We hoped off of the Beijing bus an into a trove of taxi and minibus drivers bent on taking as much money from us “tourist” as possible. They told us that there was not a public bus to Simatai; we did not believe them. But to test the mettle of the situation we asked their prices. 150 yuan, twenty dollars, one way was the cheapest price they stated. No way. So we took off walking down the street to ask the other drivers that were lined up far down the road. We soon noticed that we had a trailer. One of the taxi drivers followed us and barked prices out ahead to any driver that we asked for a ride from. They had a racket set up which they would not go against. So we pressed on with the taxi driver following us down the entire road. We knew that we had to get rid of this guy if we wanted to get anywhere. So we began loudly yelling profanities at him to attempt to disassociate ourselves from his grasp. He would yell back in unintelligible screams. This approach was not going to work. So I one uped my assault and was very near to beaning him with a rock when we noticed a tourist center.
We walked into the center and began inquiring as to whether or not there was a public bus to Simatai when the taxi driver came in and stood directly behind us. We tried to explain that he was harassing us but my knowledge of Chinese would not fully allow for this. So I blurted out in Chinese the equivalent of, “This guy is a motherfucker.” They understood. The tourist center employees then told us that there was a bus to Simatai for 30 yuan and where we could catch it. We then quickly exited the tourist center with the sounds of violent screaming and fighting fading fast behind us. We did not delay to find out who the victor would be.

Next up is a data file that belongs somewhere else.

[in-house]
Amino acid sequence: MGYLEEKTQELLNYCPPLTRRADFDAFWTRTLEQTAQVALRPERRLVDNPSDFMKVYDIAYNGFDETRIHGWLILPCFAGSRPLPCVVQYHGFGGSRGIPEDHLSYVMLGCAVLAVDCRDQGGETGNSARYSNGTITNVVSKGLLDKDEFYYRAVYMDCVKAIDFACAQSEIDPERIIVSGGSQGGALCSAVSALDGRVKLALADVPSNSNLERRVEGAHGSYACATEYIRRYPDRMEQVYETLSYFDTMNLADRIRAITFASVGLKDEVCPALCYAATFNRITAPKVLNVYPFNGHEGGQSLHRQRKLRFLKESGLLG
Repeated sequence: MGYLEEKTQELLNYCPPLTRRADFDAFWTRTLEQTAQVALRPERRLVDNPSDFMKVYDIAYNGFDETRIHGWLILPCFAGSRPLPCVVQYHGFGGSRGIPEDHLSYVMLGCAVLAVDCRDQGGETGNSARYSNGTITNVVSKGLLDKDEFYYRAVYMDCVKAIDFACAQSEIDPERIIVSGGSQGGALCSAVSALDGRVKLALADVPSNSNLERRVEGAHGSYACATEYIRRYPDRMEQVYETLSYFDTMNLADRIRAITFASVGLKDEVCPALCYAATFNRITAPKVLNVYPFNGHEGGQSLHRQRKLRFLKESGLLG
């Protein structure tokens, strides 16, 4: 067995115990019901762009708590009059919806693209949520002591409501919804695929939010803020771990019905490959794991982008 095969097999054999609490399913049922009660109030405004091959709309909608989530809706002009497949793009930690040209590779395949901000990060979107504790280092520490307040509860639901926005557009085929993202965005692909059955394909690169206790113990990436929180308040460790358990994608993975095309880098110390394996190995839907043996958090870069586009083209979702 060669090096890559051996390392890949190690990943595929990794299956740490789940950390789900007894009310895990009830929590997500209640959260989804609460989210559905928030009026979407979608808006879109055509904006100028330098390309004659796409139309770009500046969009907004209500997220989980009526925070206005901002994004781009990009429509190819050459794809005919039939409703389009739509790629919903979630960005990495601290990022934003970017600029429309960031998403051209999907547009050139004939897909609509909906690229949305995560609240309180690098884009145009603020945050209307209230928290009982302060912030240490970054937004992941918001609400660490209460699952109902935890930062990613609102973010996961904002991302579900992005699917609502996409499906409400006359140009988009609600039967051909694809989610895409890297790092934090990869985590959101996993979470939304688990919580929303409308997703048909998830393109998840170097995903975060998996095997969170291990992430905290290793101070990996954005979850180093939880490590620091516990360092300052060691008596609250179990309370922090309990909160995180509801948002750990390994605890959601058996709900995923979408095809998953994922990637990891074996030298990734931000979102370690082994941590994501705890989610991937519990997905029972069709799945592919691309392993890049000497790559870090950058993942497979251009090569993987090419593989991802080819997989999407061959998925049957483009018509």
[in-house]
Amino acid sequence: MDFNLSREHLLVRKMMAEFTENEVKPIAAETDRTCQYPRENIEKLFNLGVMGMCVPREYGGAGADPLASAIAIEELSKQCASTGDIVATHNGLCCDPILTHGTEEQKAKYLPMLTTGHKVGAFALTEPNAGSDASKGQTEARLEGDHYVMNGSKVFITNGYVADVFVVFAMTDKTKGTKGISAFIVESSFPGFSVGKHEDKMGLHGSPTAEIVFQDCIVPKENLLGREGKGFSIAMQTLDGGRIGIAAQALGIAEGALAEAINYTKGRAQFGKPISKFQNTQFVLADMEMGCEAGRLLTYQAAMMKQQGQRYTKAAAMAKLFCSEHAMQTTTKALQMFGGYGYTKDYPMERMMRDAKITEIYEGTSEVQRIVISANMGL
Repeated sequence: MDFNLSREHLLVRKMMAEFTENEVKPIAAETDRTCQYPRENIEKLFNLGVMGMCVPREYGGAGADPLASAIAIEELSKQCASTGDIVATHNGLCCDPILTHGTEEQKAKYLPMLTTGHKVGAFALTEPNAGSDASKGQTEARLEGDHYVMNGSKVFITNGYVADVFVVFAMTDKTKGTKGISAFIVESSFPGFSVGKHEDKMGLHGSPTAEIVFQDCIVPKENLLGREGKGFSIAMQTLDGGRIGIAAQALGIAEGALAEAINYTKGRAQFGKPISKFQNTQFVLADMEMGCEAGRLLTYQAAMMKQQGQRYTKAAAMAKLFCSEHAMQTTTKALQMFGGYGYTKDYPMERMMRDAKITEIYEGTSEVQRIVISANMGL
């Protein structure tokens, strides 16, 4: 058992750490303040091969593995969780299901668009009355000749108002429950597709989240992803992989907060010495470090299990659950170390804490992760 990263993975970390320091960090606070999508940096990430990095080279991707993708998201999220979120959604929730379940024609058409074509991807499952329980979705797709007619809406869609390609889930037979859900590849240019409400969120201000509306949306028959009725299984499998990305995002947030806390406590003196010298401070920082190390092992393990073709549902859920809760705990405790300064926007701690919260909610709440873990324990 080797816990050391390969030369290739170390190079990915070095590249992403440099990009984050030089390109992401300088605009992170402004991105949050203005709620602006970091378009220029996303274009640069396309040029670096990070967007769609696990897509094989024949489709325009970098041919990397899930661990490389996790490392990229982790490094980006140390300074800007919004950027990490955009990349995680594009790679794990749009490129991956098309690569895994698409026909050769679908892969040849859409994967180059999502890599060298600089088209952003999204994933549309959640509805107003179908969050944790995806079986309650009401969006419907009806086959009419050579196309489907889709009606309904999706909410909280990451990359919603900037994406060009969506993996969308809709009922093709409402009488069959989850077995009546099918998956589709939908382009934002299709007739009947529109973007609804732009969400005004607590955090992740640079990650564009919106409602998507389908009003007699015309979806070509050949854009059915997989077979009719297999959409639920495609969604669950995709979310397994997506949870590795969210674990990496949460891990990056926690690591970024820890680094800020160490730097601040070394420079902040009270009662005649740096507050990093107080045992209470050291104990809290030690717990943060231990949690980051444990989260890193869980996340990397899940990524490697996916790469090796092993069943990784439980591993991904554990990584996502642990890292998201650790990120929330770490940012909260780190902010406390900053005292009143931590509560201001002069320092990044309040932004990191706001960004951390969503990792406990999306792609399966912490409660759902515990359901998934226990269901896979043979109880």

At this point we thought that we had the situation beat. But we were wrong. An hour of waiting at the bus stop and over a dozen inquiries gave us the impression that there really was not a public bus to Simatai for 30 yuan. The information center put us on. So we went back to them to call them out. “Oh sorry,” a women said, “if you take this bus to this stop then you can get a bus to…..” We left nearly before she could finish.